PM to award best minds
Professor Sandip Trivedi’s fascination for the universe started in Class 9 with an Isaac Asimov book that spoke about the history of the universe and scientists who worked on understanding and exploring it.mumbai Updated: Jan 06, 2011 01:54 IST
Professor Sandip Trivedi’s fascination for the universe started in Class 9 with an Isaac Asimov book that spoke about the history of the universe and scientists who worked on understanding and exploring it.
This early attraction got theoretical physicist Trivedi to explain the mystery behind the accelerating expansion of universe.
On Thursday, it is for this work that Trivedi will receive the Infosys Prize 2010 in the category of physical sciences from Prime Minister Manmohan Singh. With him, five other scientists — some of the country’s best minds — in both pure and social sciences will share the same space for their contributions to research that has impacted India.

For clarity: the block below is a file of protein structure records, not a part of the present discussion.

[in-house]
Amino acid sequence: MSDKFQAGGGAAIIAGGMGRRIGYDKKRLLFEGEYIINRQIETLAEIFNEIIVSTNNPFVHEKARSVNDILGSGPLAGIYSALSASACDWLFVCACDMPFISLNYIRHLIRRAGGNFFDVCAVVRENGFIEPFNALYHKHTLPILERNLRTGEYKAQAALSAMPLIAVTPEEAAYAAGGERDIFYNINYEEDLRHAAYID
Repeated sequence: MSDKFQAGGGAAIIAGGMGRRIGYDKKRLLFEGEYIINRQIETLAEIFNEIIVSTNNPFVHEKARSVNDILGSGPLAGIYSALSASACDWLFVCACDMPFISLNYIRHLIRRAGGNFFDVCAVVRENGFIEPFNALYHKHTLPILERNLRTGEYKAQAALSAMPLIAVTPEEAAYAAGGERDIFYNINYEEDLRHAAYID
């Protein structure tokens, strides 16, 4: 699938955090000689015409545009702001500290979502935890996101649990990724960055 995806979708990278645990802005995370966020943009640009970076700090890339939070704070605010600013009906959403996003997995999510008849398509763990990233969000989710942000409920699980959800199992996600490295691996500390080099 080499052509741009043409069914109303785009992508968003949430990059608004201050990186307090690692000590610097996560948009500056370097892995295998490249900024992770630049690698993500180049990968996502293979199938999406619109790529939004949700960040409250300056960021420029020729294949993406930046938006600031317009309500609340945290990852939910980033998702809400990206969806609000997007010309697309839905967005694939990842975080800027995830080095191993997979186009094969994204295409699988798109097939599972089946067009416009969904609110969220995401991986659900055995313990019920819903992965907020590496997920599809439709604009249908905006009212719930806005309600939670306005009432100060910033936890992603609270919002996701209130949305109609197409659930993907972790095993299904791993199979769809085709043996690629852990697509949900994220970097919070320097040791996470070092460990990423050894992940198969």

“It is a prestigious award and gives me the confidence to trust myself as well move on to a new direction if I wish to pursue,” said Trivedi.
Although on the face of it pure science may not better human lives, Trivedi added that down the road and “may not be so far”, it could have important applications.
“Look at the way X-rays have made a tremendous impact, which in the first place was not made for this purpose. Moreover, such awards for high quality science are important to foster an environment of science that is important for a country’s progress if India wants to be a global player.”
The Infosys Science Foundation awards include a cash prize of Rs 50 lakh, a citation certificate and a gold medallion.
An annual affair aimed towards inspiring young students to pursue a career in scientific research.
The winners include two social scientists working in the filed of sociology and social anthropology.
“Complexities and diversities in a society need to be understood to understand problems of economics and social conflicts,” said professor Amita Baviskar, an awardee, who works at the Institute of Economic Growth, Delhi.
“Access to abstract science and applied knowledge is important. But one needs to know how societies work before these new technological advances are introduced.”